England Ireland Find Havens
England Ireland Find Routes
Boat
Maintenance
Comfort
Operations
Safety
Other



NextPrevious

Castle Ruins

Tides and tools
Overview





Located off Ireland’s southwest corner, Sherkin Island creates the natural Baltimore Harbour that lies between it and Spanish, Ringarogy Islands as well as the mainland. This berth is off the island's old castle within Baltimore Harbour and it provides an anchorage and a seasonal pontoon.

Located off Ireland’s southwest corner, Sherkin Island creates the natural Baltimore Harbour that lies between it and Spanish, Ringarogy Islands as well as the mainland. This berth is off the island's old castle within Baltimore Harbour and it provides an anchorage and a seasonal pontoon.

Set in the lee of the island this location provides complete protection and is especially good in strong westerly component winds. Winds from southeast round to southwest, however, can cause a groundswell that increases in rough weather. The harbour offers safe access at all tides, night or day in all reasonable weather conditions, via its well-marked primary and preferred southern entrance. Baltimore Harbour may also be reached from the northwest by coming in around Hare Island and north of Sherkin Island via The Sound. Although more than workable, this requires careful pilotage between islands and rocks.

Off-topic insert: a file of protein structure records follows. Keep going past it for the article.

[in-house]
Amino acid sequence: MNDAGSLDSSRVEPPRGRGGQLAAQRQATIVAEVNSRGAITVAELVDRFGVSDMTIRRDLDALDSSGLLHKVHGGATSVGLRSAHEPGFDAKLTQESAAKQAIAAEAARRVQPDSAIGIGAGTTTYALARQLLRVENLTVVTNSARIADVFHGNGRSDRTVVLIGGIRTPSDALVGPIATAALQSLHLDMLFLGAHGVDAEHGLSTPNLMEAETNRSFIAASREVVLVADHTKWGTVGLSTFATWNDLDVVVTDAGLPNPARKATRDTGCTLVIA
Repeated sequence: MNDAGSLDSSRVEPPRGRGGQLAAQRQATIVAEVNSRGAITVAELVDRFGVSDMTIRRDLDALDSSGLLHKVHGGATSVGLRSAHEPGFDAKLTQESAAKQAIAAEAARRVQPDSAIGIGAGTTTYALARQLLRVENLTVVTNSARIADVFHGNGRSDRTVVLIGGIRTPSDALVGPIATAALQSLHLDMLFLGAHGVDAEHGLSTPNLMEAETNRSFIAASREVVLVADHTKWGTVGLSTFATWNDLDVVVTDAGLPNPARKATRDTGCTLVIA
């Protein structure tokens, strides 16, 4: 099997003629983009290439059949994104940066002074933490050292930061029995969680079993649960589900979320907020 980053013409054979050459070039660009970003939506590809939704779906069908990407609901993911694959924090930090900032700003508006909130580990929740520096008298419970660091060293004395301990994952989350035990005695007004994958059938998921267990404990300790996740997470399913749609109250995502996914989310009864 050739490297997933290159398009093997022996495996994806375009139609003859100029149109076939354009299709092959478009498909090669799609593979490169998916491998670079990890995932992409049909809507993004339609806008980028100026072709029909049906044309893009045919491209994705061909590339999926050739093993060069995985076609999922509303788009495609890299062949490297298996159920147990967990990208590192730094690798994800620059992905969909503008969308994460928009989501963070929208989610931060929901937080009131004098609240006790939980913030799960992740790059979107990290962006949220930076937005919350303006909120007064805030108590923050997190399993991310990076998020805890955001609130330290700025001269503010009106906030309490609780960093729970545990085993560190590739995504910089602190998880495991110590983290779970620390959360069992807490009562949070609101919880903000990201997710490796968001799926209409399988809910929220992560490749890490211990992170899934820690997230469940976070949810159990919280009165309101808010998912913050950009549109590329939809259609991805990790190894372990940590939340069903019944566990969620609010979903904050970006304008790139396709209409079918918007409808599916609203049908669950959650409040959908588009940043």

Be the first
to comment
Keyfacts for Castle Ruins
Facilities
Water hosepipe available alongsideShop with basic provisions availableShore power available alongsideHot food available in the localityPublic house or wine bar in the areaMarked or notable walks in the vicinity of this locationPleasant family beach in the area


Nature
No fees for anchoring or berthing in this locationMarina or pontoon berthing facilitiesAnchoring locationJetty or a structure to assist landingQuick and easy access from open waterNavigation lights to support a night approachScenic location or scenic location in the immediate vicinitySet near a village or with a village in the immediate vicinityHistoric, geographic or culturally significant location; or in the immediate vicinity

Considerations
Note: harbour fees may be charged

Protected sectors

Current wind over the protected quadrants
Minimum depth
3 metres (9.84 feet).

Approaches
5 stars: Safe access; all reasonable conditions.
Shelter
5 stars: Complete protection; all-round shelter in all reasonable conditions.



Last modified
July 9th 2021

Summary